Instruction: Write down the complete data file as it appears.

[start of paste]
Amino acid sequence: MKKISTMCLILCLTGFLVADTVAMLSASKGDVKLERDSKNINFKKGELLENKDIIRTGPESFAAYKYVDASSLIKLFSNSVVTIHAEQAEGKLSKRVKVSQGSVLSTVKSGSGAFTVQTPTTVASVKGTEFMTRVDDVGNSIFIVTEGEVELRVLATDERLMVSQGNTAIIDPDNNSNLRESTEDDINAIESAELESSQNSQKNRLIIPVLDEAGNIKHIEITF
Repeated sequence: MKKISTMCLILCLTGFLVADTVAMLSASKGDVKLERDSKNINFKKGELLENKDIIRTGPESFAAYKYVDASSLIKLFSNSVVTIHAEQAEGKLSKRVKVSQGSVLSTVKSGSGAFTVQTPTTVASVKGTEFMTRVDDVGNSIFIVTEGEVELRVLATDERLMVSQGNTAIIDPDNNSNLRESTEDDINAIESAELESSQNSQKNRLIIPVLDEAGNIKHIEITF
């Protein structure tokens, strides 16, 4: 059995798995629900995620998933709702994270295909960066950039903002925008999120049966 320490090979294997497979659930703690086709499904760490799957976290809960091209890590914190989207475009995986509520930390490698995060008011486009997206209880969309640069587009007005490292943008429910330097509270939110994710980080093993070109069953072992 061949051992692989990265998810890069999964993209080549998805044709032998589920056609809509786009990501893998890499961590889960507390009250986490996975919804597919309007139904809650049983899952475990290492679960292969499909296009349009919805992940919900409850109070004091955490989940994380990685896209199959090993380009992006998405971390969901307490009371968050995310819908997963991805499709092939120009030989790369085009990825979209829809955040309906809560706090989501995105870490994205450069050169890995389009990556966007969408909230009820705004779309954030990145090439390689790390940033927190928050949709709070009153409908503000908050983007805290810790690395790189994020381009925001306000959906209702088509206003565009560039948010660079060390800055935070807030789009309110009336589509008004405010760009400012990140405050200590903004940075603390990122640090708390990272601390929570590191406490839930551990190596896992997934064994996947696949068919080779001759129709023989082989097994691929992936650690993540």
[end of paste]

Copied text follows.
Amino acid sequence: MKKISTMCLILCLTGFLVADTVAMLSASKGDVKLERDSKNINFKKGELLENKDIIRTGPESFAAYKYVDASSLIKLFSNSVVTIHAEQAEGKLSKRVKVSQGSVLSTVKSGSGAFTVQTPTTVASVKGTEFMTRVDDVGNSIFIVTEGEVELRVLATDERLMVSQGNTAIIDPDNNSNLRESTEDDINAIESAELESSQNSQKNRLIIPVLDEAGNIKHIEITF
Repeated sequence: MKKISTMCLILCLTGFLVADTVAMLSASKGDVKLERDSKNINFKKGELLENKDIIRTGPESFAAYKYVDASSLIKLFSNSVVTIHAEQAEGKLSKRVKVSQGSVLSTVKSGSGAFTVQTPTTVASVKGTEFMTRVDDVGNSIFIVTEGEVELRVLATDERLMVSQGNTAIIDPDNNSNLRESTEDDINAIESAELESSQNSQKNRLIIPVLDEAGNIKHIEITF
């Protein structure tokens, strides 16, 4: 059995798995629900995620998933709702994270295909960066950039903002925008999120049966 320490090979294997497979659930703690086709499904760490799957976290809960091209890590914190989207475009995986509520930390490698995060008011486009997206209880969309640069587009007005490292943008429910330097509270939110994710980080093993070109069953072992 061949051992692989990265998810890069999964993209080549998805044709032998589920056609809509786009990501893998890499961590889960507390009250986490996975919804597919309007139904809650049983899952475990290492679960292969499909296009349009919805992940919900409850109070004091955490989940994380990685896209199959090993380009992006998405971390969901307490009371968050995310819908997963991805499709092939120009030989790369085009990825979209829809955040309906809560706090989501995105870490994205450069050169890995389009990556966007969408909230009820705004779309954030990145090439390689790390940033927190928050949709709070009153409908503000908050983007805290810790690395790189994020381009925001306000959906209702088509206003565009560039948010660079060390800055935070807030789009309110009336589509008004405010760009400012990140405050200590903004940075603390990122640090708390990272601390929570590191406490839930551990190596896992997934064994996947696949068919080779001759129709023989082989097994691929992936650690993540």